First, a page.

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pH and Ion Transport in Pancreatic Cancer

Periodic Reporting for period 1 - pHioniC (pH and Ion Transport in Pancreatic Cancer)

Reporting period: 2018-11-01 to 2020-10-31

pHioniC brings together highly synergistic expertise, research and training facilities to investigate pancreatic ductal adenocarcinoma (PDAC). PDAC is the fourth most common cause of cancer-related death. The disease is almost always fatal and its incidence is growing (with little difference between men and women) at a time when many other cancers are in decline. Although our knowledge of the genetics and epidemiology of PDAC is on par with other cancers, the molecular mechanisms that give rise to PDAC are far from clear and have not yet delivered targeted therapies.
The program’s central hypothesis has a strong grounding in the organ physiology of the exocrine pancreas. Secretion of the alkaline pancreatic juice, normally associated with digestion, produces intermittent acidifications of the pancreas stroma resulting in an acid adaptation of pancreatic cells. We are first to propose that this adaptation facilitates PDAC initiation and progression by selecting for more aggressive phenotypes in interplay with PDAC driver mutations. An acidic microenvironment drives cancer progression by selecting aggressive cellular phenotypes e.g. with higher metastatic potential, but the underlying mechanisms are not clear. Early PDAC stages can be dormant for decades and some may not develop into full-blown disease. At this stage, acid selection of specific cancer phenotypes may trigger disease progression. A better understanding of the underlying pH-dependent mechanisms is required for designing innovative therapeutic concepts.

Our research therefore aims to achieve the following main goals:
(i) to map the pancreatic pH landscape and determine how it influences the onset and progression of disease in in vitro organoids and in animal models of PDAC in vivo;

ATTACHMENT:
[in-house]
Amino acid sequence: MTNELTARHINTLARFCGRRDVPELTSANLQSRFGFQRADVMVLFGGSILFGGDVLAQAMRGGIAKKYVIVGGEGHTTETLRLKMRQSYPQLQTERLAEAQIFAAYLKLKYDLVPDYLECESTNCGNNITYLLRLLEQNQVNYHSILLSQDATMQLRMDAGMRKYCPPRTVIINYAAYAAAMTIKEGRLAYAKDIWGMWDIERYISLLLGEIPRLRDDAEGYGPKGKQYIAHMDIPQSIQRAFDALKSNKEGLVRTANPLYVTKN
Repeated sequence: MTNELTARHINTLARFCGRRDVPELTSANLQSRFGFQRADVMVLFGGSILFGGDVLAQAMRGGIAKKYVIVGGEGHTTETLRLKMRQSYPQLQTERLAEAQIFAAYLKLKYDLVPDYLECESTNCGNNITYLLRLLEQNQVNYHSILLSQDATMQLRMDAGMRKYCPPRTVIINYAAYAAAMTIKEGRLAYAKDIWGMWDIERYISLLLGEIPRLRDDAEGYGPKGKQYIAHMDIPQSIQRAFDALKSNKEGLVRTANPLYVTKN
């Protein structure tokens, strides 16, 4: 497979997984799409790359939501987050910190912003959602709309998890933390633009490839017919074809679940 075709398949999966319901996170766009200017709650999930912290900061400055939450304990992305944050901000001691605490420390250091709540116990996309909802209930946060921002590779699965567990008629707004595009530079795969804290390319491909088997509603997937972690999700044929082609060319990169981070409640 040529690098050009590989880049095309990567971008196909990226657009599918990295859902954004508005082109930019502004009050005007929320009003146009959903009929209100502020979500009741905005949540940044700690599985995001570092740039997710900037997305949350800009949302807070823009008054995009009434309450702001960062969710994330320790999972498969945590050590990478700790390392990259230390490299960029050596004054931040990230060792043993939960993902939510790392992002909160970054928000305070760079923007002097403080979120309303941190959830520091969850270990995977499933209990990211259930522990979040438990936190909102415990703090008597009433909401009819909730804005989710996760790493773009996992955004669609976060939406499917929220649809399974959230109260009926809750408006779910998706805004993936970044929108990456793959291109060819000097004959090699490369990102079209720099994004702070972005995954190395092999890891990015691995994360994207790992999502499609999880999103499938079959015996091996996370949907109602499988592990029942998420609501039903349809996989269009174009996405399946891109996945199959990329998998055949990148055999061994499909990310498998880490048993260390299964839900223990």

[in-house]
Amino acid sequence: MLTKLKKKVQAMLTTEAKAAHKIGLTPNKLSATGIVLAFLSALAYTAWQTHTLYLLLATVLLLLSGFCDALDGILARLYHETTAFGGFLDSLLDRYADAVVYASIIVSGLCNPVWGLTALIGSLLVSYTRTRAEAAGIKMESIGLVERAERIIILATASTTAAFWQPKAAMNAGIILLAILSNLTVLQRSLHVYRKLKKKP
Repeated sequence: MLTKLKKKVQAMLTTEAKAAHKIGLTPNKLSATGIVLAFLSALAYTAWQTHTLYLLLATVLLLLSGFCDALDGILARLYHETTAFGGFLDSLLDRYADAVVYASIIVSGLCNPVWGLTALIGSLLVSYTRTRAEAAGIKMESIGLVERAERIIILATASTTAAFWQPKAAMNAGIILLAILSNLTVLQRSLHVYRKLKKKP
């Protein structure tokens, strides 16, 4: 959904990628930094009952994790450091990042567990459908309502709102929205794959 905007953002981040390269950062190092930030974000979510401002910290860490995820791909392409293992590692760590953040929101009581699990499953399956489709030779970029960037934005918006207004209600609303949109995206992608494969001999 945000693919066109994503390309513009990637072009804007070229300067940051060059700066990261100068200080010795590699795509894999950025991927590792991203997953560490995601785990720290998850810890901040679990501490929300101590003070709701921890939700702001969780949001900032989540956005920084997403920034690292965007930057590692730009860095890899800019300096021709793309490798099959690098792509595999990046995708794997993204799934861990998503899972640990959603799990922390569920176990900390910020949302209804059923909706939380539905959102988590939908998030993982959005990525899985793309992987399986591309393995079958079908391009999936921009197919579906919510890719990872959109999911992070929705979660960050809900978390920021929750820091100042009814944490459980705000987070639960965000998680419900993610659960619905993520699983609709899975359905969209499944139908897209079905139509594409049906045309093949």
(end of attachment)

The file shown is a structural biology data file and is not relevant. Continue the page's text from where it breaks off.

(ii) to dissect, using tractable cell/organoid models in vitro, the mechanisms by which pH influences the disease, and how the tumour shapes its pH landscape;
(iii) to develop methods for modifying or exploiting pancreatic pH in a bid to influence the disease trajectory in the experimental and preclinical setting.
So far, the work has concentrated on (i) establishing models to study the impact of the characteristic pancreatic pH landscape, (ii) identifying pH-regulating and pH-regulated transport proteins involved in setting up and in responding to the unique pancreatic pH landscape, and (iii) to develop tools and concepts to exploit the pancreatic pH landscape therapeutically and/or diagnostically.
ad (i): Several new in vitro cell models and organoid preparations have been developed and new ex vivo preparations are currently optimized. Their common denominator is to mimic the characteristic properties of the PDAC microenvironment as closely as possible. This includes (the combination of) aciditiy, hypoxia, matrix composition and their mechanics as well as coculturing of tumor and stroma cells.
ad (ii): We identified a number of new ion channels whose expression and/or activities have previously not been studied in PDAC tumor and/or stroma cells. Moreover, we started to assess their pH sensitivity and how this modifies their ability to regulate the aggressive cancer cell behavior such as cell proliferation, apoptosis or cell migration.
ad (iii): We started to explore the extracellular pancreatic pH landscape in in vitro and ex vivo preparations. Moreover, we have developed ADCs targeting a pH regulatory protein and an ion channel strongly expressed in the acidic and hypoxic PDAC microenvironment.
PDAC is the fourth most common cause of cancer-related death. The disease is almost always fatal and in contrast to many other cancer entities no efficient therapies are available. Thus, there is an urgent need to better understand the pathophysiology of this devastating disease. In our view it is the biggest progress of our project beyond the state-of-the-art to evaluate PDAC evolution and PDAC progression at the background of its host organ, the pancreas. The pancreas has a unique pH landscape and all results obtained so far indicate that pH has an important share in regulating PDAC tumor and stroma cell behavior. Therefore, this unique pH landscape has to be taken into account when designing new therapeutic concepts.
Pancreatic pH landscape during PDAC development